Attempts have been made to introduce this Mexican delicacy into the United States. The galls have even been renamed to Mexican Truffle to entice consumers. They have been slow to catch on perhaps because there is a very small quantity available thanks to the USDA which has devoted tremendous resources to eliminating corn smut from American corn. Maybe the USDA should instead devote some of those resources to encouraging Americans to eat corn smut rather than destroy it. It is certainly an organic solution to a common fungal infection.
Questions & Answers
Question: Can I still eat corn after removing the fungus?
Answer: Yes, the corn is still edible. There just isn't as much of it on the cob due to the fungus.
Question: Why is it important to remove corn smut and burn it?
Answer: Corn smut is a fungus that reduces the yield of your corn and results in deformed ears of corn. The best way to get rid of it is to remove it from your plants and burn it. Burning it destroys the spores by which it reproduces. If you put it in your composter or just throw it away, you are spreading the spores instead of destroying them.
© 2017 Caren White
Caren White (author) on August 30, 2020:
I'm afraid that I don't know anything about chickens. But bear in mind that corn smut is a fungus. Is it safe to feed fungus to your chickens?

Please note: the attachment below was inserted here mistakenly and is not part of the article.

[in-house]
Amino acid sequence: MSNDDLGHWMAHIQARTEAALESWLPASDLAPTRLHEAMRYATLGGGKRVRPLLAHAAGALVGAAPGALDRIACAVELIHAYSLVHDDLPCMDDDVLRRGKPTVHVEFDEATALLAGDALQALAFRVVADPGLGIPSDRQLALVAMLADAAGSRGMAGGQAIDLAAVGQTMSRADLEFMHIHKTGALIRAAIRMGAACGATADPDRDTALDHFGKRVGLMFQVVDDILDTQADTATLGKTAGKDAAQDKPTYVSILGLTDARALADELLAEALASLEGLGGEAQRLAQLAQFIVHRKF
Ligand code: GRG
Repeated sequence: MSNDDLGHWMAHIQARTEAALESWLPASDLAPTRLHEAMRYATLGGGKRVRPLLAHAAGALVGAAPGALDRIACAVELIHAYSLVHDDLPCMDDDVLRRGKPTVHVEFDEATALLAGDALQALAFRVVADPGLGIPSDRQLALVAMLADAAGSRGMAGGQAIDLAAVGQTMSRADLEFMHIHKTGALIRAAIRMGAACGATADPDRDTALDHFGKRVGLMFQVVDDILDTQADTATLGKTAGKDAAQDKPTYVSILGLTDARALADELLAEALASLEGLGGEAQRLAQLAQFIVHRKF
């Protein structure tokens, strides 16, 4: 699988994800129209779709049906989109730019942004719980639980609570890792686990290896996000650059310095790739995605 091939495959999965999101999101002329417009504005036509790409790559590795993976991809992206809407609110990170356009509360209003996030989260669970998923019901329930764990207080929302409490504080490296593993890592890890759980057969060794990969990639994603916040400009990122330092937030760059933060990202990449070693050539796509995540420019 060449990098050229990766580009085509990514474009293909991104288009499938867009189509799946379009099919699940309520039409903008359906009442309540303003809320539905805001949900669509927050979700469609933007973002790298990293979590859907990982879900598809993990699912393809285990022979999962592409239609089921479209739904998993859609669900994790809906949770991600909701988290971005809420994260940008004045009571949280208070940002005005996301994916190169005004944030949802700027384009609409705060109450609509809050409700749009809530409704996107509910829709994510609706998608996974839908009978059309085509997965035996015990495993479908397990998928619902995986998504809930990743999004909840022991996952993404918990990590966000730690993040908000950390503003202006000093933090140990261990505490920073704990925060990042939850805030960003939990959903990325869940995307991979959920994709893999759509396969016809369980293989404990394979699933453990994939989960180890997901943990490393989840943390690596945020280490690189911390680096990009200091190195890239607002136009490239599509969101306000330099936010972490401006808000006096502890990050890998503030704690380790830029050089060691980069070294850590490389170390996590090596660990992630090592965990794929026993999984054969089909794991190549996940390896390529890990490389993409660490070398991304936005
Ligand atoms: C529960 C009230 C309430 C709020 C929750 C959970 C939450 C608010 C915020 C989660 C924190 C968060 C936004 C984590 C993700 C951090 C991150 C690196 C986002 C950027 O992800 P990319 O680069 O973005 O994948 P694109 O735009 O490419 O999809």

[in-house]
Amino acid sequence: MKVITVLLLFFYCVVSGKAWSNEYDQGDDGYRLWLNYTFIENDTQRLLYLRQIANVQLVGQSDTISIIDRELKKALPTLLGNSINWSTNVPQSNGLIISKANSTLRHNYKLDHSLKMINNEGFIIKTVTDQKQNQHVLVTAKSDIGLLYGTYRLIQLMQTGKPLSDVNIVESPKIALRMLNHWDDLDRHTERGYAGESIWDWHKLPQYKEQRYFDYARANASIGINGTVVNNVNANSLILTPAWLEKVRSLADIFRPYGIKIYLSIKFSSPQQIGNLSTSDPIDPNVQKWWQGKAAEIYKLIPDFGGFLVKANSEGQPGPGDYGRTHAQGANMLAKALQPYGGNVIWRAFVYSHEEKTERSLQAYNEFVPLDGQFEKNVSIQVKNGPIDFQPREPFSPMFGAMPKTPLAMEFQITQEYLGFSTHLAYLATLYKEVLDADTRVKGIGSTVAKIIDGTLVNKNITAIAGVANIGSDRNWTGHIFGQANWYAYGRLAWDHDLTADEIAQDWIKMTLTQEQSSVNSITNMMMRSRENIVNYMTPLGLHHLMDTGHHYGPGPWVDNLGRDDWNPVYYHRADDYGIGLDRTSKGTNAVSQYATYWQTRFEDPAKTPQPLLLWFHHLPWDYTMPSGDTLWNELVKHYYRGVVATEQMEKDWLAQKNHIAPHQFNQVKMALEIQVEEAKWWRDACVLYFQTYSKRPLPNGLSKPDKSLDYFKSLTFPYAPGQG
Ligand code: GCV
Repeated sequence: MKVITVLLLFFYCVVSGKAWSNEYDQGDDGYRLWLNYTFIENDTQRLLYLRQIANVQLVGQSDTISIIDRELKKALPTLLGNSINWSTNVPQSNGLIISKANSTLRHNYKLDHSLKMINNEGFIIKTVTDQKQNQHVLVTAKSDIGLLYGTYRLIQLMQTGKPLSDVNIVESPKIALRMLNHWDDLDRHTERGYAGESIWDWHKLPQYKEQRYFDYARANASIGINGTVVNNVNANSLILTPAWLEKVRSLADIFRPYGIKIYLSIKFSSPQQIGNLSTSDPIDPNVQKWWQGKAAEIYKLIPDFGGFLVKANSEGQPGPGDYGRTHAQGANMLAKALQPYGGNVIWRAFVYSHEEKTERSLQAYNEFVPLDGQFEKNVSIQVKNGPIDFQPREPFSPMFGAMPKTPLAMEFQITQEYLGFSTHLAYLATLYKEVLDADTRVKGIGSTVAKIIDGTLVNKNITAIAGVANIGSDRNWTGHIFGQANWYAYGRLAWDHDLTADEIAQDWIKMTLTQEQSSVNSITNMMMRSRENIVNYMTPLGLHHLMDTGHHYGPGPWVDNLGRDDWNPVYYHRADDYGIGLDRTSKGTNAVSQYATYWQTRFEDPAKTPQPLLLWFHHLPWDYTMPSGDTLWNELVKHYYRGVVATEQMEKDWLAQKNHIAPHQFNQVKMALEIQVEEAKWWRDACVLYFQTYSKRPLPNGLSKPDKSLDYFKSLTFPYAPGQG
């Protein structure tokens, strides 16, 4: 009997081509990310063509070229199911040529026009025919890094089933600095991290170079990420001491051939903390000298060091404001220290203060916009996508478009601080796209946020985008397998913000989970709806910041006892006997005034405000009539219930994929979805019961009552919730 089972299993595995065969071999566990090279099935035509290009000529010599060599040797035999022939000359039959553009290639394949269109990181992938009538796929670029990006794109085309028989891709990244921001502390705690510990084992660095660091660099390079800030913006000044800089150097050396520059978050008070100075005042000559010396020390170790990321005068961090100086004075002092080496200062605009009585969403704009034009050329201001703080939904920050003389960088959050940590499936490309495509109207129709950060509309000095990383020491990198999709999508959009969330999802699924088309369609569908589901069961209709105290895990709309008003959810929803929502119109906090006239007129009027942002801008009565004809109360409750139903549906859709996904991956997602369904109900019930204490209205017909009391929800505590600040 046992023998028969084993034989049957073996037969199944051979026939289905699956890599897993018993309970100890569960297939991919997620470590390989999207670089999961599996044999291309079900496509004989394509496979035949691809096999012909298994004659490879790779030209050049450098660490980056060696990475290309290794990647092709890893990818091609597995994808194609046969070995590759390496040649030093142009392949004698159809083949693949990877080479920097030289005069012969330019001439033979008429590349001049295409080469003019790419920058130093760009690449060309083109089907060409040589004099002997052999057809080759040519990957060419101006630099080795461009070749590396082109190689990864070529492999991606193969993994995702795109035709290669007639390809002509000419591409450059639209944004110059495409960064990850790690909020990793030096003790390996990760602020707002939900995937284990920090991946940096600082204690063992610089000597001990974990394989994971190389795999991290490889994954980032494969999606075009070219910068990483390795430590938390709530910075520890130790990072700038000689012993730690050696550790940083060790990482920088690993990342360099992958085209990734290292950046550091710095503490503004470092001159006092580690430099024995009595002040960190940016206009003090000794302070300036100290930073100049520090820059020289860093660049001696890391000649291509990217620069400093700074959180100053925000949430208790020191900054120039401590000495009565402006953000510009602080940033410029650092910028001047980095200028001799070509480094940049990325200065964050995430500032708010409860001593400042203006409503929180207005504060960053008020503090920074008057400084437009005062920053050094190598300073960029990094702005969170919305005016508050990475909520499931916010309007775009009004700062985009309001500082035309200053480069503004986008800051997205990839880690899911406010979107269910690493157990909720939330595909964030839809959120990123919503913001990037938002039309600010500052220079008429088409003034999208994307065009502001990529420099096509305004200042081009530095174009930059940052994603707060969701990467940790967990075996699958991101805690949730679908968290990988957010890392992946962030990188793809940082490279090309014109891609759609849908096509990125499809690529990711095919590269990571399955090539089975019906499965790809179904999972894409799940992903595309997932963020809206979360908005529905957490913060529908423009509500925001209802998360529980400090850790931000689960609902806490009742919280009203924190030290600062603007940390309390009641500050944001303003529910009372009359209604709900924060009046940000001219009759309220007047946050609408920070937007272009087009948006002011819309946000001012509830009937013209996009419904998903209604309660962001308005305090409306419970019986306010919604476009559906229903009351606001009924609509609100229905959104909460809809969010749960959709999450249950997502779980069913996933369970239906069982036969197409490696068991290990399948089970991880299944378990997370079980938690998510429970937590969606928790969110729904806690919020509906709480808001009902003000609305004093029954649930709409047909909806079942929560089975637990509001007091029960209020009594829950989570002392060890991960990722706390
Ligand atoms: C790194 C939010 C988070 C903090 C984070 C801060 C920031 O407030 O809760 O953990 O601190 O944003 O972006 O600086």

Frank on August 29, 2020:
Can my chickens eat the smut?
Caren White (author) on August 16, 2020:
If you want to rid your garden of corn smut, you must remove all the plants that are infected with it. You can keep all the plants that don't show signs of infection. The spores reside in the soil so other plants may become infected in subsequent years.
Anna Vest on August 16, 2020:
Do I need to throw all the corn away or just the ones I see the corn smut on?
Caren White (author) on August 07, 2020:
Corn smut is a fungus so it doesn't matter what plant it is growing on. You can eat corn smut that grows on sweet corn or feed corn.
Maureen Henrikson on August 06, 2020:
Hello, do you know if eating the corn smut off of feed corn is any different than eating it off of sweet corn?
Caren White (author) on November 09, 2017:
Glad you found it helpful. I think corn smut has been around in the US longer than the USDA. Thanks for reading and commenting.
Mary Wickison from Brazil on November 09, 2017:
I am surprised the US ever allowed them in, as their rules are stringent. I think it was in the 70s or 80s when the Mediterranean fruit fly was found in California. The whole of the LA basin (crops and houses) were sprayed by planes with insecticide. California is called the breadbasket of America and any potential threat to crops would be devastating to the ecomony.
I've never seen such a thing before and I grew up around many cornfields, although there was spraying.
My neighbor says I should try growing corn this year here in Brazil. Now if I see this fungus I will recognize it.
Seven years is a long time for it to stay in the ground. This was very interesting and now I'll stay on the alert for it.
Caren White (author) on November 08, 2017:
Demas, you're welcome! Thanks for reading and commenting.
Demas W Jasper from Today's America and The World Beyond on November 08, 2017:
An interesting Hub devoted to a specialty concern. Thanks.